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In the classic free particle equation (one spatial dimension),

$$\imath\frac{\partial \psi}{\partial t} = -\frac{\hbar}{2m}\frac{\partial^2 \psi}{\partial x^2}$$

if we expand the complex function as $\psi=a+ib$, then

$$\frac{\partial a}{\partial t} = -\frac{\hbar}{2m}\frac{\partial^2 b}{\partial x^2} $$

$$\frac{\partial b}{\partial t} = \frac{\hbar}{2m}\frac{\partial^2 a}{\partial x^2}. $$

If above is correct, time variations in $a$ are related to shape variations in $b$ and vise verse. It seems somewhat similar to the connection between electrical and magnetic fields (changes in one create changes in another).

Are there any discussions about possibility of a field that interacts with $a$ only but not $b$ or other way around? Basically considering $a$ and $b$ as some physical fields? Even $a$ interacting with $b$.

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    $\begingroup$ Related: physics.stackexchange.com/q/218983/2451 $\endgroup$ – Qmechanic Aug 29 '16 at 21:56
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    $\begingroup$ All physical observable are unchanged under a gauge transformation $\psi \rightarrow e^{\imath \alpha}\psi$. This transformation will mix your $a$ and $b$, so 1) the initial choice of $a$ and $b$ is arbitrary and 2) any field which couples exclusively to $a$ or $b$ will break this invariance. $\endgroup$ – By Symmetry Aug 29 '16 at 22:01
  • $\begingroup$ Related: physics.stackexchange.com/q/199515 $\endgroup$ – Blazej Aug 30 '16 at 0:34
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There is no way in standard quantum mechanics to have something "couple" to only the imaginary or only the real part of the wavefunction, since multiplication by a constant complex number does not change the physical state, so you can always make the "gauge choice" to have one of these components vanish at a point. Furthermore, you can typically choose a complete basis of purely real eigenfunctions, see this answer by EmilioPisanty, so it's very difficult to see any observable acting only on imaginary parts.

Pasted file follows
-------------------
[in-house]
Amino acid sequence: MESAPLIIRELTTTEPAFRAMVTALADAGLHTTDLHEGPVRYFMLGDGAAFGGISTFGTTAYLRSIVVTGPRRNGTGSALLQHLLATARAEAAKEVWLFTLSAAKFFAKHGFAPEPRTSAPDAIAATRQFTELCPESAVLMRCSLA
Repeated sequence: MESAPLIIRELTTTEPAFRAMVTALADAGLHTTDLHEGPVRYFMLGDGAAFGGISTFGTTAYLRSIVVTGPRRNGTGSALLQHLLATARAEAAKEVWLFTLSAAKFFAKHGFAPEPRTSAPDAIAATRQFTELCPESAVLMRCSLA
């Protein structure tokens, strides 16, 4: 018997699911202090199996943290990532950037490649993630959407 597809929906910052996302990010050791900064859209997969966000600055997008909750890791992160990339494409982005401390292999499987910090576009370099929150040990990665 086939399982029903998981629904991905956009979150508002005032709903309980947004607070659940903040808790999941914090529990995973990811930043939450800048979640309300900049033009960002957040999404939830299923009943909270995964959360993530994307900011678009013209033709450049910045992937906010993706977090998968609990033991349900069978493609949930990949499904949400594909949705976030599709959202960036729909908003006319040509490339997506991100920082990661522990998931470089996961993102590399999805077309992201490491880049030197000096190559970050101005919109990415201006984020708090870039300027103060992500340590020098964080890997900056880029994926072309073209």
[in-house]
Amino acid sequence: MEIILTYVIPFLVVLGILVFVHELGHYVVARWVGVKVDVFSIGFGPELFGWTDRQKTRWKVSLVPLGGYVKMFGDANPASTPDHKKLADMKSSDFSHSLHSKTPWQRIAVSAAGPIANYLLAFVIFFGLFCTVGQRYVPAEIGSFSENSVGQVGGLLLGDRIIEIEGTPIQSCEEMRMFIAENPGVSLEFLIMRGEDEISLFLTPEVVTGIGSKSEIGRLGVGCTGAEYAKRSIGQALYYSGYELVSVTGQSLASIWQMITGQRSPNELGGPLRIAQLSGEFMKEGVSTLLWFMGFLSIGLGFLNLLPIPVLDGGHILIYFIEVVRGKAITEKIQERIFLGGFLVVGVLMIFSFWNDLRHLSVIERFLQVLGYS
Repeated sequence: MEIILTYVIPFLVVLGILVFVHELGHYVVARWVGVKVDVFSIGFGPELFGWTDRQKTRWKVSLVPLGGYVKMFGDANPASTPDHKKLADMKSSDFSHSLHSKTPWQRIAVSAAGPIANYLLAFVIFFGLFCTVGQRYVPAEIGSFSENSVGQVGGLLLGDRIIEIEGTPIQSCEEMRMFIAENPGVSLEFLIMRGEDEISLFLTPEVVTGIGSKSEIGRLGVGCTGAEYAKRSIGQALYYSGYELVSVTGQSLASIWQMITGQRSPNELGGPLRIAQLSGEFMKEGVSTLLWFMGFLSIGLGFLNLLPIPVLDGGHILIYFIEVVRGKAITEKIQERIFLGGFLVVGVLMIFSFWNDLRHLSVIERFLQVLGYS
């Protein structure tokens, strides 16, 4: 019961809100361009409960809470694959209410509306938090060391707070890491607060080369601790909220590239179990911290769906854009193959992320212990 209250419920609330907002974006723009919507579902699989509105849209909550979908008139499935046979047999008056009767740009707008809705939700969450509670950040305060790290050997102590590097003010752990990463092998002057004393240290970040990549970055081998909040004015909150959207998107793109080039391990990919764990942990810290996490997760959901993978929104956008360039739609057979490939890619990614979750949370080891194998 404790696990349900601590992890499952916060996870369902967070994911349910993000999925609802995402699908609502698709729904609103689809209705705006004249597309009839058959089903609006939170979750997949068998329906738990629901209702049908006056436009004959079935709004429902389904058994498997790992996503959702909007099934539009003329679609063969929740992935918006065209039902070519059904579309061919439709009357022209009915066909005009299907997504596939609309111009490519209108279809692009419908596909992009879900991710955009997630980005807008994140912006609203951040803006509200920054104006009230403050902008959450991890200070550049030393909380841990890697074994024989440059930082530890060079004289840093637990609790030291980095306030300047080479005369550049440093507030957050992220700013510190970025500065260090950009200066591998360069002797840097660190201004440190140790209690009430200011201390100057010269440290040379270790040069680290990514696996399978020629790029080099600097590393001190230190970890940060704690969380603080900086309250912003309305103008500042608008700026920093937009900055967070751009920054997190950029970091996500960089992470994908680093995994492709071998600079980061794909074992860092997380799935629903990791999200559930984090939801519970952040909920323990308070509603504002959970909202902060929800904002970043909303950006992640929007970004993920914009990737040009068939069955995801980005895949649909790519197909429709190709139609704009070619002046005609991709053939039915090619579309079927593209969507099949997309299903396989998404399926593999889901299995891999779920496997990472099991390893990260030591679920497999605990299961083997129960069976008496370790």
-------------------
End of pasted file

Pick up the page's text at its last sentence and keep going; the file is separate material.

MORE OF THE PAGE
There is a much more meaningful way to split the time-dependent wavefunction, namely into magnitude and phase as $\psi(x,t) = \sqrt{\rho(x,t)}\mathrm{e}^{\mathrm{i}S(x,t)}$, where $\rho$ is the probability density and $S$ fulfills a modified Hamilton-Jacobi equation obtained from the Schrödinger equation by using the continuity equation for $\rho$ and the probability current $j = \frac{\rho}{m}\frac{\partial S}{\partial x}$:

$$ -\partial_t S = \frac{\partial_x S}{2m} + V(x) - \frac{\hbar^2}{4m\sqrt{\rho}}\partial_x\left(\frac{\partial_x \rho}{\sqrt{\rho}}\right)$$

This is one possible starting point for semi-classical approximations like the WKB method, since neglecting the term of order $\hbar^2$ gives back exactly the Hamilton-Jacobi equation of classical mechanics for a standard Hamiltonian.

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